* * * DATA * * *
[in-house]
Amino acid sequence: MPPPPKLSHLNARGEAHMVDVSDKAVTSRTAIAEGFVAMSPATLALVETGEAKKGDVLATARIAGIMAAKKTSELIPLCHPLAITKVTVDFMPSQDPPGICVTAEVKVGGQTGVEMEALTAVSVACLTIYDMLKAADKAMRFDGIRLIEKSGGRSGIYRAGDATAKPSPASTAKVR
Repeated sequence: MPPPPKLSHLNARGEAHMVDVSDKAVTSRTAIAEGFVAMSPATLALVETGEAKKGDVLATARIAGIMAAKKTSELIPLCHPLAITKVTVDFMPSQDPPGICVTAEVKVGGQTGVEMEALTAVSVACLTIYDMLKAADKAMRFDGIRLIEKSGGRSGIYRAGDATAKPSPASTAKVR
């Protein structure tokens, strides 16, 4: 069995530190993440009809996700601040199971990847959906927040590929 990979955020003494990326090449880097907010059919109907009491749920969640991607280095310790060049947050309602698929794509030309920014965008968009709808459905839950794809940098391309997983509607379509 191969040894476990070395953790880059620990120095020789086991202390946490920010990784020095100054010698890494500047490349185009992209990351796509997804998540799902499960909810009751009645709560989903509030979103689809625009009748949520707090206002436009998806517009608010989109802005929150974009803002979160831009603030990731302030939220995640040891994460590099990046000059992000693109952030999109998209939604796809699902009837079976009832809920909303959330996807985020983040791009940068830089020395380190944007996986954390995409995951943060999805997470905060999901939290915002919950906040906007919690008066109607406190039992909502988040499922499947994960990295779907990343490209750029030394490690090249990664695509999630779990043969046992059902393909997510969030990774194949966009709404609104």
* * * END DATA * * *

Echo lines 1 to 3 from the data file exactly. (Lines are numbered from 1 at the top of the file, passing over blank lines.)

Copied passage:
[in-house]
Amino acid sequence: MPPPPKLSHLNARGEAHMVDVSDKAVTSRTAIAEGFVAMSPATLALVETGEAKKGDVLATARIAGIMAAKKTSELIPLCHPLAITKVTVDFMPSQDPPGICVTAEVKVGGQTGVEMEALTAVSVACLTIYDMLKAADKAMRFDGIRLIEKSGGRSGIYRAGDATAKPSPASTAKVR
Repeated sequence: MPPPPKLSHLNARGEAHMVDVSDKAVTSRTAIAEGFVAMSPATLALVETGEAKKGDVLATARIAGIMAAKKTSELIPLCHPLAITKVTVDFMPSQDPPGICVTAEVKVGGQTGVEMEALTAVSVACLTIYDMLKAADKAMRFDGIRLIEKSGGRSGIYRAGDATAKPSPASTAKVR